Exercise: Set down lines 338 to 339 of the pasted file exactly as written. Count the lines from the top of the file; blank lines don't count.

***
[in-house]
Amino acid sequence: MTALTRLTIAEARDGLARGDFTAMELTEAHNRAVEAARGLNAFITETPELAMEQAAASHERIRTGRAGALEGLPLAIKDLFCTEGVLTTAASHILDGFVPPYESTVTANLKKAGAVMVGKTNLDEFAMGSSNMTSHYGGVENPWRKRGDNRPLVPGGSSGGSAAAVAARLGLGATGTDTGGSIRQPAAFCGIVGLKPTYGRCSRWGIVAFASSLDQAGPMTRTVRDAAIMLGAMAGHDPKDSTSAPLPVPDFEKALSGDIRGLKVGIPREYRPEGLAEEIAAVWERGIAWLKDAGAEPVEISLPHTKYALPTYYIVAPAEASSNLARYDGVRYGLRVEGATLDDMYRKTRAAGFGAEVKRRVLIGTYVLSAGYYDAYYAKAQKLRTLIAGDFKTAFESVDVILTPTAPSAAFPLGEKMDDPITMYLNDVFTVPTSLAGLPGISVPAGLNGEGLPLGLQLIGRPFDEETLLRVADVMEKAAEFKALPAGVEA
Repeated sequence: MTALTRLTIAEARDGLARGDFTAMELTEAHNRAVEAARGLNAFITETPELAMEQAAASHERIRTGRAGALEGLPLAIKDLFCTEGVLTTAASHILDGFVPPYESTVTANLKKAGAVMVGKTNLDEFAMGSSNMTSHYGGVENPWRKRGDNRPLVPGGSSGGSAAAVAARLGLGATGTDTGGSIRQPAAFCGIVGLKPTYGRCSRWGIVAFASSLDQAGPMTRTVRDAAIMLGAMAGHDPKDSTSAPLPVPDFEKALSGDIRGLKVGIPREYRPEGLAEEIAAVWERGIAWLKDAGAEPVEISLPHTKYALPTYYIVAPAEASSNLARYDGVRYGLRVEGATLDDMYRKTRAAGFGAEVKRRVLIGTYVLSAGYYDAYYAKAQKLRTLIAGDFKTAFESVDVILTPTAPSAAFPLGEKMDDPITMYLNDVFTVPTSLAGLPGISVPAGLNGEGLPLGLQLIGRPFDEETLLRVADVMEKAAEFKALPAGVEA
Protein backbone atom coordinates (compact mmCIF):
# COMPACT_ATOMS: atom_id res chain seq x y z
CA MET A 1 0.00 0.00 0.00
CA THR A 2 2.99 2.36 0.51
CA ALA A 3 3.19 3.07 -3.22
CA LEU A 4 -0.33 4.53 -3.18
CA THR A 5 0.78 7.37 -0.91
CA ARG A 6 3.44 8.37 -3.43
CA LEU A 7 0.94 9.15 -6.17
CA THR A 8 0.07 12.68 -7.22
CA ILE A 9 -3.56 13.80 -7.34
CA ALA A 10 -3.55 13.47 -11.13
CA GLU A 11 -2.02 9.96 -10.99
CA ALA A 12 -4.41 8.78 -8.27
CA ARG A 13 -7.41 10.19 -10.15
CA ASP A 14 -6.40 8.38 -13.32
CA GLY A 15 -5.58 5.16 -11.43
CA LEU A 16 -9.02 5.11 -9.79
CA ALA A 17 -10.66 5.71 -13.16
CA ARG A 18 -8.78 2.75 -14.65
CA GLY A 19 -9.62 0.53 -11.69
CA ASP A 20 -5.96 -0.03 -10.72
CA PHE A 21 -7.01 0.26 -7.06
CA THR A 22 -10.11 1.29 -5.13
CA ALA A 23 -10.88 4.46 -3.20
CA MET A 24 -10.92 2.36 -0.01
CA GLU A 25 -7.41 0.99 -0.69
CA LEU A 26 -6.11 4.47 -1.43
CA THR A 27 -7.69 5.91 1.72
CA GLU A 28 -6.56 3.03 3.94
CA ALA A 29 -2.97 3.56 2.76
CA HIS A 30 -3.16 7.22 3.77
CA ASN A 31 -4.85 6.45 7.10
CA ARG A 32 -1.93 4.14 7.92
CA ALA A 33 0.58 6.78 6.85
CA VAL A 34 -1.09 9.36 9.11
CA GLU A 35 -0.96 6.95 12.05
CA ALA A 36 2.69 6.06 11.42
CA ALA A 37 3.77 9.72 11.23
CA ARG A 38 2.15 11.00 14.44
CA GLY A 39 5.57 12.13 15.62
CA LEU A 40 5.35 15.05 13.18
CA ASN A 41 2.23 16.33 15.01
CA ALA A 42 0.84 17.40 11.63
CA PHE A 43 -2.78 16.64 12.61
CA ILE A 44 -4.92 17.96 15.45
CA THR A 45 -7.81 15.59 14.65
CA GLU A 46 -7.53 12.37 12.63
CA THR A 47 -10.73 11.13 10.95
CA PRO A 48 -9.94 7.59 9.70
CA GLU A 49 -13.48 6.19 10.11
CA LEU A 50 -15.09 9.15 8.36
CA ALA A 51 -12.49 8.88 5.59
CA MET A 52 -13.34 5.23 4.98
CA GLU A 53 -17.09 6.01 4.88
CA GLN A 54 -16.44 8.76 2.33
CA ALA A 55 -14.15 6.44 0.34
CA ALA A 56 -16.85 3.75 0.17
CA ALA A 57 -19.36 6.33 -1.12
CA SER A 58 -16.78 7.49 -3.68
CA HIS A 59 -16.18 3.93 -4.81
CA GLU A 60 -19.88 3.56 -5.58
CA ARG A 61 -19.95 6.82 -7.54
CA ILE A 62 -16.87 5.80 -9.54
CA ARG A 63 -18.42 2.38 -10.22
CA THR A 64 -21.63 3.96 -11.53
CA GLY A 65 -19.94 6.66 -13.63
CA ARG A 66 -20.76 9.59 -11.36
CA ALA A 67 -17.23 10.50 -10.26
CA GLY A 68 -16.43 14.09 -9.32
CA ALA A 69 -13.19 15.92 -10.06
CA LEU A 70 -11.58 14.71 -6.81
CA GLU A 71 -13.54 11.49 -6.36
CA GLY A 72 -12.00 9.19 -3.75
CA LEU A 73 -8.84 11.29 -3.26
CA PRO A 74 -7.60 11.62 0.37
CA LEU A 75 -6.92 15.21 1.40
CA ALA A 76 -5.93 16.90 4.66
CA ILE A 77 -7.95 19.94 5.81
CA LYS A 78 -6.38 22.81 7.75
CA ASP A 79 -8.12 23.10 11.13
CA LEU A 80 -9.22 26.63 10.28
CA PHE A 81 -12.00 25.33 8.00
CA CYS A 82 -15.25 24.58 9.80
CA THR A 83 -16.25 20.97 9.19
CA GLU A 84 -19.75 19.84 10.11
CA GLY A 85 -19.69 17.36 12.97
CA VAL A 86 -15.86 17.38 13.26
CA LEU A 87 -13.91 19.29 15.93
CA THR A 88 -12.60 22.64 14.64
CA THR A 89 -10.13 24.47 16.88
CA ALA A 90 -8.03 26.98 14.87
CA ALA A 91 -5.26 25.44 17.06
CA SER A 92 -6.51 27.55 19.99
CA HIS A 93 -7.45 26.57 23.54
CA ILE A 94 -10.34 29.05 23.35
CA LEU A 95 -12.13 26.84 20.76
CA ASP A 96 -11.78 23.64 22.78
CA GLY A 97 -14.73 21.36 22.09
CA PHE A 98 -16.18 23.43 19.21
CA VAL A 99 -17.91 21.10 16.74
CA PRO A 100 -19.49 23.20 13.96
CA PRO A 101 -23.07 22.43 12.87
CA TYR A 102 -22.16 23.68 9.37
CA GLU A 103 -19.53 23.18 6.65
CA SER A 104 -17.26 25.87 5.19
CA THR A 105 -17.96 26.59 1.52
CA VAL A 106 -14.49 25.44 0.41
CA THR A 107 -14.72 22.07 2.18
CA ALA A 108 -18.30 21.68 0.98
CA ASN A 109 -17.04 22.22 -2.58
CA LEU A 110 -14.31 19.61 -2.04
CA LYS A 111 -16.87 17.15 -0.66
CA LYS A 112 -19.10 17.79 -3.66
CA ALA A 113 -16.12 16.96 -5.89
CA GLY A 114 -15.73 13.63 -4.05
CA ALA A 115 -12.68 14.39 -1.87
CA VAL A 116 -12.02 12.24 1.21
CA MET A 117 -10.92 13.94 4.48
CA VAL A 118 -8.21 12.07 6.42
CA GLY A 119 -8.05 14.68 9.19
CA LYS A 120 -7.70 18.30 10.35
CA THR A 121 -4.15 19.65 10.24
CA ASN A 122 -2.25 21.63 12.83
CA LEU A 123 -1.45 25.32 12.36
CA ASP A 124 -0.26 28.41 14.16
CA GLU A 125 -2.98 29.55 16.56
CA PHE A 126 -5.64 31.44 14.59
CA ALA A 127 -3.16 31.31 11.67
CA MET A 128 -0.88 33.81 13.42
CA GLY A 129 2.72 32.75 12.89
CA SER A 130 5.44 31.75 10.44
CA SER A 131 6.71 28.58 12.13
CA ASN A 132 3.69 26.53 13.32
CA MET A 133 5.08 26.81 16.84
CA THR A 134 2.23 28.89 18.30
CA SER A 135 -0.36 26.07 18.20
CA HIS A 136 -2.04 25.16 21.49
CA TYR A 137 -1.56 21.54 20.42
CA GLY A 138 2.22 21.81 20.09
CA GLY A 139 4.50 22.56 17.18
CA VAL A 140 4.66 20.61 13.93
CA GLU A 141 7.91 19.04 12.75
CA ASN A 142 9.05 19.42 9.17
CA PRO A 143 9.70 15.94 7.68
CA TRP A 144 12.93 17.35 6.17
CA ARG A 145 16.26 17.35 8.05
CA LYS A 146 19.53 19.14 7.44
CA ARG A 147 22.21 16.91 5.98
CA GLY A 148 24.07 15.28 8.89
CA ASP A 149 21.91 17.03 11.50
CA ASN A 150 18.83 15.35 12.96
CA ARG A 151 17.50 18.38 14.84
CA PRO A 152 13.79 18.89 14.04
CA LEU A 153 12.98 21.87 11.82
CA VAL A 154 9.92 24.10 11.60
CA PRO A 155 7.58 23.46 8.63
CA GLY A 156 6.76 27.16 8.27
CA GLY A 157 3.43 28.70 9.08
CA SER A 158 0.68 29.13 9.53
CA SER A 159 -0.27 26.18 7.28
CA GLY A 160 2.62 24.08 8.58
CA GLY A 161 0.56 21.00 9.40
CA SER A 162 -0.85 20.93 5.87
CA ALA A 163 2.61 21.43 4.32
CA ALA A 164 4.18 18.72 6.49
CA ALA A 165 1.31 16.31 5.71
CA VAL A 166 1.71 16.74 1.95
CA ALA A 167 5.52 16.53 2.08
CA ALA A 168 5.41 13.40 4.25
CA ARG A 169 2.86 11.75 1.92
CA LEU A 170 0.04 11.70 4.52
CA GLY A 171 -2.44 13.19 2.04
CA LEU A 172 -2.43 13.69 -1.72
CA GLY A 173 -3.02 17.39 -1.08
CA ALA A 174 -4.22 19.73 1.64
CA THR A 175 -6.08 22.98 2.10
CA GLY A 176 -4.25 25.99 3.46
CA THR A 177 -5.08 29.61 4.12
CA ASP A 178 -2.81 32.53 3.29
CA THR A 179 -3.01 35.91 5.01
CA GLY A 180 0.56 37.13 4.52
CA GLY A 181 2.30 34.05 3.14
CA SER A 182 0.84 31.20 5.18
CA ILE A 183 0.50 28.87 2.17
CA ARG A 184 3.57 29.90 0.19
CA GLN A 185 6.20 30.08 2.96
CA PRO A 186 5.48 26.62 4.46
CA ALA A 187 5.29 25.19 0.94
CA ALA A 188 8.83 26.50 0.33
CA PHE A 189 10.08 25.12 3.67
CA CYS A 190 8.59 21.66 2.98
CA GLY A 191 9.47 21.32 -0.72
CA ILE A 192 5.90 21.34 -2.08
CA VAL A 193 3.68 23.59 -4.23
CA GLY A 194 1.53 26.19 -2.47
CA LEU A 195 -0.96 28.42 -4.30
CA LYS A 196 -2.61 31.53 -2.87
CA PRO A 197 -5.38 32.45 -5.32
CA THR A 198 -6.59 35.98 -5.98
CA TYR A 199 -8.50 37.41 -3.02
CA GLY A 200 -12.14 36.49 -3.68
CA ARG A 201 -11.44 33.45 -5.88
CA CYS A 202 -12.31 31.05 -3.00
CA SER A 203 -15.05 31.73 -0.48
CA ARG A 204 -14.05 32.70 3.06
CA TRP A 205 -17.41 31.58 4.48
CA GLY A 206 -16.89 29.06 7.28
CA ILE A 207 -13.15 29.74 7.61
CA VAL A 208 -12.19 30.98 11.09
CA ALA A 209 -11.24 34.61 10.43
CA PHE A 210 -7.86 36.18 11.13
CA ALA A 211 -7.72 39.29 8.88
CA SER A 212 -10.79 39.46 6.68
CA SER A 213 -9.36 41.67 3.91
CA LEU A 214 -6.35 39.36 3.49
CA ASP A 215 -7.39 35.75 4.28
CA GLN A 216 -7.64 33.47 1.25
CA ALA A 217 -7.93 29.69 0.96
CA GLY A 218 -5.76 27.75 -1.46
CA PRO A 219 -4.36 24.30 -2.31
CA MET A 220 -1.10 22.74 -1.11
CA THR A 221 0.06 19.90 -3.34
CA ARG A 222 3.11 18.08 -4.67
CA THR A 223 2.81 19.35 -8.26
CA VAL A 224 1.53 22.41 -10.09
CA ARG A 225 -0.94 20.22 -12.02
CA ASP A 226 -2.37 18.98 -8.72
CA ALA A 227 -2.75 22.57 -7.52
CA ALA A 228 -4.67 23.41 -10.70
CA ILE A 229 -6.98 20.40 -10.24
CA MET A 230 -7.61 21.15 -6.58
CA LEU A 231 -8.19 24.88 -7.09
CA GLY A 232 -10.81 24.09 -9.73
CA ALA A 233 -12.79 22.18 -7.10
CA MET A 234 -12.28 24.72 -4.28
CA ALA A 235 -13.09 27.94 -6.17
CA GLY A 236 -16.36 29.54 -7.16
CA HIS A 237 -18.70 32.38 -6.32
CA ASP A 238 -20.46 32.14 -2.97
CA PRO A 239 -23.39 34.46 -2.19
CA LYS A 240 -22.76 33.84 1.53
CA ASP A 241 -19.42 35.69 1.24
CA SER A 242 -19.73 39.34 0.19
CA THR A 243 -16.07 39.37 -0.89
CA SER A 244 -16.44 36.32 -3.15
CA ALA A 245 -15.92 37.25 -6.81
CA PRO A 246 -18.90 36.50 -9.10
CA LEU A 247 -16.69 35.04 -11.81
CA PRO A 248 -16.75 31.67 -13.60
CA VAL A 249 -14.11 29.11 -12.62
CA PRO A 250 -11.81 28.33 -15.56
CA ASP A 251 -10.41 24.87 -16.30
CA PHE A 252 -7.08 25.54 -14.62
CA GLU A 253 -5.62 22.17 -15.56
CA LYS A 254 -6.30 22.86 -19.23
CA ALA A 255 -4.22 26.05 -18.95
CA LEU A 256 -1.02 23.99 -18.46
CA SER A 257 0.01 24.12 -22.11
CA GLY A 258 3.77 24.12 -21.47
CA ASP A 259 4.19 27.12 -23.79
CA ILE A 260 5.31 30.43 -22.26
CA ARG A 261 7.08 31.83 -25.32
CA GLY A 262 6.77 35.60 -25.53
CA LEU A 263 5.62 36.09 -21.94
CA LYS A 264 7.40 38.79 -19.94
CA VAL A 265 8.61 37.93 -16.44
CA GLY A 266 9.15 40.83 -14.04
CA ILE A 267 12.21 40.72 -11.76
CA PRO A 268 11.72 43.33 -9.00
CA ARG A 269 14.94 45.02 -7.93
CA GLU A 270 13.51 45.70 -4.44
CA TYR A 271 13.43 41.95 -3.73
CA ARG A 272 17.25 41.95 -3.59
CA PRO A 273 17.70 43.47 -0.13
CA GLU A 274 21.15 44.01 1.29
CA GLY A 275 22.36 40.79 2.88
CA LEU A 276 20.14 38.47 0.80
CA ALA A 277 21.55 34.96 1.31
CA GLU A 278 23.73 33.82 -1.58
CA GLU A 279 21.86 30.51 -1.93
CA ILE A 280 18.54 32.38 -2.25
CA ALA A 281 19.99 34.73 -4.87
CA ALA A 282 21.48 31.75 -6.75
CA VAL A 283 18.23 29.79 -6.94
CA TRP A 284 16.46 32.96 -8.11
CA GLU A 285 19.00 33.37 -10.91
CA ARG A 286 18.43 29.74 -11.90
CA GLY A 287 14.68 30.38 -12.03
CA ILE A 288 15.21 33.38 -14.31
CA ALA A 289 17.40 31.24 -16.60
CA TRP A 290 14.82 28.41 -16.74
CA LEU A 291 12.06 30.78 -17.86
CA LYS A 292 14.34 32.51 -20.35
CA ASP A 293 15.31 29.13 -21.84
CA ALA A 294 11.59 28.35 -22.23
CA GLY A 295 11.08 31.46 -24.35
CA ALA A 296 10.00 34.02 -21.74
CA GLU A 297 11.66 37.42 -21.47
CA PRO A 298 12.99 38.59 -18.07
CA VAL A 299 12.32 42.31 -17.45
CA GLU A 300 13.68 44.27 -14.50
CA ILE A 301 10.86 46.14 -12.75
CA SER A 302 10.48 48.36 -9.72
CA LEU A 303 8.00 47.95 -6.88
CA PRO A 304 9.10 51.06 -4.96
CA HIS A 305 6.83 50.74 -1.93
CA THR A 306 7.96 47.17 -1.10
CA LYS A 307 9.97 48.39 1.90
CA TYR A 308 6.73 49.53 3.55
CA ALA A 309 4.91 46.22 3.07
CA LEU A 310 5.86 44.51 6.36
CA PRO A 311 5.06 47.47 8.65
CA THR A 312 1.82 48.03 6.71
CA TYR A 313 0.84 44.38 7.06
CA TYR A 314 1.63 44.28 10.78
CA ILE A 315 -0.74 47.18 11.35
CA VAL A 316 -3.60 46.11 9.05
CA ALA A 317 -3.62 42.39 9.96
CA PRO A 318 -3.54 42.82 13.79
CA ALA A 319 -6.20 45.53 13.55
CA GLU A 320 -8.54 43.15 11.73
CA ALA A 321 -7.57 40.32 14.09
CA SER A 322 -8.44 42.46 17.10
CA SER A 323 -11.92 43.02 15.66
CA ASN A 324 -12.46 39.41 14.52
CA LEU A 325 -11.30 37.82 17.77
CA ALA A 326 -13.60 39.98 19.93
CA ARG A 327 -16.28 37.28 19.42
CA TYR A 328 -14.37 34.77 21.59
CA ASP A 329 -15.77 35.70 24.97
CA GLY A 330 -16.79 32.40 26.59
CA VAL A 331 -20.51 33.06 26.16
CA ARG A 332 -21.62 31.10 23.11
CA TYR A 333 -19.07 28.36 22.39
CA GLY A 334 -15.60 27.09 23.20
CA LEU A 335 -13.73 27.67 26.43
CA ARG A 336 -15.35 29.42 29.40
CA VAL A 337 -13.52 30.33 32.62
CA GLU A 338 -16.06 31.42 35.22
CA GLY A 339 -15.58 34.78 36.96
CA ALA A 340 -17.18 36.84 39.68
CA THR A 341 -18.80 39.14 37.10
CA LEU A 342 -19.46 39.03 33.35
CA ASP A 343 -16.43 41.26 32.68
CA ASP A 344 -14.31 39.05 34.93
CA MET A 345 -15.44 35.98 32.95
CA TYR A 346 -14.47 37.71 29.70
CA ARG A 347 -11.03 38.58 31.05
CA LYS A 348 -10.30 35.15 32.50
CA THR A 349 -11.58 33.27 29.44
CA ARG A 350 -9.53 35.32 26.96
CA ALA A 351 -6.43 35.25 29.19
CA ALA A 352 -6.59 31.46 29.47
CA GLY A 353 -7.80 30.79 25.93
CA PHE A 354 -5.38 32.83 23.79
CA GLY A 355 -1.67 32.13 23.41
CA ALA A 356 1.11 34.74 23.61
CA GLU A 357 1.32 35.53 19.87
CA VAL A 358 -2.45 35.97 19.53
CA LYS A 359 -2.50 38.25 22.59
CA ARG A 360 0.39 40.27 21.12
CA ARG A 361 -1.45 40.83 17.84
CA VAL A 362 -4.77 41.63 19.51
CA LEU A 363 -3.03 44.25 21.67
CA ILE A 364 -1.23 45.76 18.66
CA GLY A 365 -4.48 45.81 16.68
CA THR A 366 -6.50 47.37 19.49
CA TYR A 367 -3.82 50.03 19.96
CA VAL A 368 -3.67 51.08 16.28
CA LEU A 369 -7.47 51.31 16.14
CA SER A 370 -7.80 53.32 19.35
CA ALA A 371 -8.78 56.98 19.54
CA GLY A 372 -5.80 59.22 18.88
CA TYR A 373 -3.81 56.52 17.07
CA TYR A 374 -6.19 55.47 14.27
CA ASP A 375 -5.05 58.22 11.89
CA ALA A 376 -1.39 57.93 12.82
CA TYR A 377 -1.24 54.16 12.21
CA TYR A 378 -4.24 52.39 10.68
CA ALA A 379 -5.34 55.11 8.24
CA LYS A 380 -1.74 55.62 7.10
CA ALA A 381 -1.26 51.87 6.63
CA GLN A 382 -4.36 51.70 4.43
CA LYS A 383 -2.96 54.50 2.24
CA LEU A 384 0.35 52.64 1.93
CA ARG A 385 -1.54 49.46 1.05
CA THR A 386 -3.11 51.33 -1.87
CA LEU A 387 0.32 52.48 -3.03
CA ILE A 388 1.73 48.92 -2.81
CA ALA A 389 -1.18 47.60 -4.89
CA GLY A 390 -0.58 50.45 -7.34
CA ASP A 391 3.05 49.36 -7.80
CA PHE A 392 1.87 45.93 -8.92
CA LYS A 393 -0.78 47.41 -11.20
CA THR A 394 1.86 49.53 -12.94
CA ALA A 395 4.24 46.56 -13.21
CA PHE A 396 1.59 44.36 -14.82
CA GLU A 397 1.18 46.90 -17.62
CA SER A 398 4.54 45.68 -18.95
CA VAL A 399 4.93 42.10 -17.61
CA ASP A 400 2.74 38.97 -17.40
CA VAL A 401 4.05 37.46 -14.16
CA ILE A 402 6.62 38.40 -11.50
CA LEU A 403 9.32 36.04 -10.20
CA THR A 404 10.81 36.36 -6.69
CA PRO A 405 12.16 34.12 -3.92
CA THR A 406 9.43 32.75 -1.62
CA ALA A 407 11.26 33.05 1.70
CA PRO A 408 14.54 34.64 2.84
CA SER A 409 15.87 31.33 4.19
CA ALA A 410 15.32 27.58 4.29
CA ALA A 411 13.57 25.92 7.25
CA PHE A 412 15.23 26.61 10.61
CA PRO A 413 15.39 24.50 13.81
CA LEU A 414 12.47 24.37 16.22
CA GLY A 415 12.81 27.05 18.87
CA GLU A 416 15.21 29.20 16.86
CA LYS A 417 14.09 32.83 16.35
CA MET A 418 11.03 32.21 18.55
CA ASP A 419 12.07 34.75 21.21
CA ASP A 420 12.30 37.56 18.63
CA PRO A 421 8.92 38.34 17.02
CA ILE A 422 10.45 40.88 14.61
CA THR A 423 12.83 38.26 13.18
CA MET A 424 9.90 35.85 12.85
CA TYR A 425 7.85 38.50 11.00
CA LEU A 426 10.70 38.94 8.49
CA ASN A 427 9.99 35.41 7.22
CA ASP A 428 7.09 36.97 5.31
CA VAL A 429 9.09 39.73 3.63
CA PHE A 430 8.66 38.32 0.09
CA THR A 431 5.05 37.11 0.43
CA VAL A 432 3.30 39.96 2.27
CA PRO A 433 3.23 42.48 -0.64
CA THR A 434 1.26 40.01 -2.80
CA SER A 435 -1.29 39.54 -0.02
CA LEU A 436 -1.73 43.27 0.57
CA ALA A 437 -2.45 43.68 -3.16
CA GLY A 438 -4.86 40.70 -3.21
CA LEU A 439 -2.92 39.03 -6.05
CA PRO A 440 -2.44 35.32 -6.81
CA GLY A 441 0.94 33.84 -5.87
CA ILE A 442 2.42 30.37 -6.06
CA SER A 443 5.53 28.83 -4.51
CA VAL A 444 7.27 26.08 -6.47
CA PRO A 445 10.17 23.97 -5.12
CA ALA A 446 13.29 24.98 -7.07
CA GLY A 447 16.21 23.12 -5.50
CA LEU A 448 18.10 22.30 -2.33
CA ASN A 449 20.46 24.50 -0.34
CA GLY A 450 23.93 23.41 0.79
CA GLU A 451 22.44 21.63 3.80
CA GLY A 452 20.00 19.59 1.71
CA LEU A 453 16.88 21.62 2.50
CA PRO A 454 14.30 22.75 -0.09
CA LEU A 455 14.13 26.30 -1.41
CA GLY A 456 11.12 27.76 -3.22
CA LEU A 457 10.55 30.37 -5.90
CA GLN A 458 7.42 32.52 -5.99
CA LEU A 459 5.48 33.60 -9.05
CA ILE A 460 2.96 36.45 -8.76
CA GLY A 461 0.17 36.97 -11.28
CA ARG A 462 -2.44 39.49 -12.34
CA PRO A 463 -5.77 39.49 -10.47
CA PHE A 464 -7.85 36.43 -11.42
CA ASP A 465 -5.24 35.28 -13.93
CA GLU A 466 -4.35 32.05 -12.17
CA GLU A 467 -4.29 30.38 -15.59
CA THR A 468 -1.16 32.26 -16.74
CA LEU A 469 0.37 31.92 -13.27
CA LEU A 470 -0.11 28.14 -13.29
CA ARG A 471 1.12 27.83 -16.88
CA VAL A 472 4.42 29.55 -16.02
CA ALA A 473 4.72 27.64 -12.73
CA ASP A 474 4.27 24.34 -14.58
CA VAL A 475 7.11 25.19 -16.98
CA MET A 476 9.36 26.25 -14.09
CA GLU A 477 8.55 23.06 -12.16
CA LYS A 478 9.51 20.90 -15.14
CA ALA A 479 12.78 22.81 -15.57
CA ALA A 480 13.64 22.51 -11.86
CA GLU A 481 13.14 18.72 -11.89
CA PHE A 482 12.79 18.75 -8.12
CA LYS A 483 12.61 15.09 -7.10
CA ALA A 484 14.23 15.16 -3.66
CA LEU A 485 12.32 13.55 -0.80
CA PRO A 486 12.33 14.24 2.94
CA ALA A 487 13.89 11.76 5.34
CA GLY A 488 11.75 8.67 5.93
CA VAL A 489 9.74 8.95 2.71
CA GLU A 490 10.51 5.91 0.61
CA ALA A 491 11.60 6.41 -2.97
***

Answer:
CA TYR A 333 -19.07 28.36 22.39
CA GLY A 334 -15.60 27.09 23.20